Partition tables define how your disks are divided into distinct partitions. Each partition must be formatted with a filesystem (e.g., ext4, exFAT, NTFS) before usage.
When a partition is deleted, only its entry in the partition table is removed, leaving the filesystem itself intact. By scanning the disk for existing filesystems and rebuilding the partition table based on the found filesystems, you can recover deleted or lost partitions.
In Linux, one such partition recovery application is TestDisk. To ensure successful partition recovery, use unmounted filesystems and a live Linux distribution or installer disk (e.g., Ubuntu).
For Ubuntu installer, click on the Try Ubuntu button.
If no Live CD mode available, press <ctrl> + <alt> + <f2> keys to get to the terminal.
$ lsblk NAME MAJ:MIN RM SIZE RO TYPE MOUNTPOINT loop0 7:0 0 1.9G 1 loop /rofs loop1 7:1 0 89.3M 1 loop /snap/core/6673 loop2 7:2 0 53.7M 1 loop /snap/core18/941 loop3 7:3 0 151M 1 loop /snap/gnome-3-28-1804/31 loop4 7:4 0 4M 1 loop /snap/gnome-calculator/406 loop5 7:5 0 14.8M 1 loop /snap/gnome-characters/254 loop6 7:6 0 1008K 1 loop /snap/gnome-logs/61 loop7 7:7 0 3.7M 1 loop /snap/gnome-system-monitor/77 loop8 7:8 0 35.3M 1 loop /snap/gtk-common-themes/1198 sda 8:0 0 20G 0 disk sr0 11:0 1 2G 0 rom /cdrom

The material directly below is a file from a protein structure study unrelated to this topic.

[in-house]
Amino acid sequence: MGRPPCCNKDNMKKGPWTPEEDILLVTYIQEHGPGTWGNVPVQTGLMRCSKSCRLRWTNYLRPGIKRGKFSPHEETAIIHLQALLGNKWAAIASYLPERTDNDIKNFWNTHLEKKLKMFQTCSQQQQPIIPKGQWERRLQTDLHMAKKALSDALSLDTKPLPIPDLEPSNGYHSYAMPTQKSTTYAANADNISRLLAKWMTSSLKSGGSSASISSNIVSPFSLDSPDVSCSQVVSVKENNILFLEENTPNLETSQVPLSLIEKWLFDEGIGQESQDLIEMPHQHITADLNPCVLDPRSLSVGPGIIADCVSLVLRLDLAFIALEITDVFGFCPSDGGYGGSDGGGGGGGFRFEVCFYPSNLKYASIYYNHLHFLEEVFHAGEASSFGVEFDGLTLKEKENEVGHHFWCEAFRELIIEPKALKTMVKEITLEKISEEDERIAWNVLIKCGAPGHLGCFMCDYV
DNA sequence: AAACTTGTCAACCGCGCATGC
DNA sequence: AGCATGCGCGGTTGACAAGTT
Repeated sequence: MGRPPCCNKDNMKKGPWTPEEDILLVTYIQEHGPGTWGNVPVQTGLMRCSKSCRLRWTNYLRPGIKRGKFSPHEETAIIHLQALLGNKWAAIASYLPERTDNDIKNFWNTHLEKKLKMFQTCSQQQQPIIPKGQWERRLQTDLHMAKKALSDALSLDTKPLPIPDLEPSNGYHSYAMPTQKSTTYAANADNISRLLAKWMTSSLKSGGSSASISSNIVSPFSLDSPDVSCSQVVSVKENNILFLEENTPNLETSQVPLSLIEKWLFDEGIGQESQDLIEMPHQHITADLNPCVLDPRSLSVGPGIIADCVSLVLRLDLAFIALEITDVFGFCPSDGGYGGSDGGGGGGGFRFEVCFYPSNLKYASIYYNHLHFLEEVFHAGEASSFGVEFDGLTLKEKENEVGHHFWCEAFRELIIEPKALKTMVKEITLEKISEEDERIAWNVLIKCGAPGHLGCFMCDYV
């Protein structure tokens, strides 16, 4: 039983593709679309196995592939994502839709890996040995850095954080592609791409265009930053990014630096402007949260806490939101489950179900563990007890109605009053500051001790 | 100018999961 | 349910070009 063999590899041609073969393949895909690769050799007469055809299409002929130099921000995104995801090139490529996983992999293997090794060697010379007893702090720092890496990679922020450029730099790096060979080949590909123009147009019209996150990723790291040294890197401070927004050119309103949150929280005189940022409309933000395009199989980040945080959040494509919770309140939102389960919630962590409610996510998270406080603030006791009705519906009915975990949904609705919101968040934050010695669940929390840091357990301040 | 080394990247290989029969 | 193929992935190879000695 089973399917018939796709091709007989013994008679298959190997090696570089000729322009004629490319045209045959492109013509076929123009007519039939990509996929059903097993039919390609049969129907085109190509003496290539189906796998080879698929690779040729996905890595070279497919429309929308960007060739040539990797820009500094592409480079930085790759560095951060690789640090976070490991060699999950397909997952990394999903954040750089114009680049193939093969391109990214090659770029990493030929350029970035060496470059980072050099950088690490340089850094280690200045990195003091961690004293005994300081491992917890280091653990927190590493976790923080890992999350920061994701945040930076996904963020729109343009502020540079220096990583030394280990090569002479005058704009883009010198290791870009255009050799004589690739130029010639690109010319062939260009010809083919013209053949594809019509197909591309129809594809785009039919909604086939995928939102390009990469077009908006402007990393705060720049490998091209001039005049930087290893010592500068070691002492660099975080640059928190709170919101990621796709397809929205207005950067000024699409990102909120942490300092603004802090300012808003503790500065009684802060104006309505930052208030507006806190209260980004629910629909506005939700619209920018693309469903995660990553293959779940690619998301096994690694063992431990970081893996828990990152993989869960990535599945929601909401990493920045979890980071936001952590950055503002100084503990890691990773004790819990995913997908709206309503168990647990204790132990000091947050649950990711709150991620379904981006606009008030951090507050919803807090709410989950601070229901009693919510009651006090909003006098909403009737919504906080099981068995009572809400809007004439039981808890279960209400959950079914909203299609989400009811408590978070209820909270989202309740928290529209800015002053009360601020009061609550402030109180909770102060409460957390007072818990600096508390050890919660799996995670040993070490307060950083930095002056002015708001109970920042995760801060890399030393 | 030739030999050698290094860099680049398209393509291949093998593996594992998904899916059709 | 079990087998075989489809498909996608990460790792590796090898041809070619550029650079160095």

$ sudo add-apt-repository universe 'universe' distribution component enabled for all sources. ##### snipped
$ sudo apt install --assume-yes testdisk Reading package lists... Done Building dependency tree Reading state information... Done The following NEW packages will be installed: testdisk 0 upgraded, 1 newly installed, 0 to remove and 316 not upgraded. Need to get 345 kB of archives. ##### snipped
$ sudo testdisk
Intel is the most common partition type with EFI GPT starting to gain popularity.
$ sudo reboot
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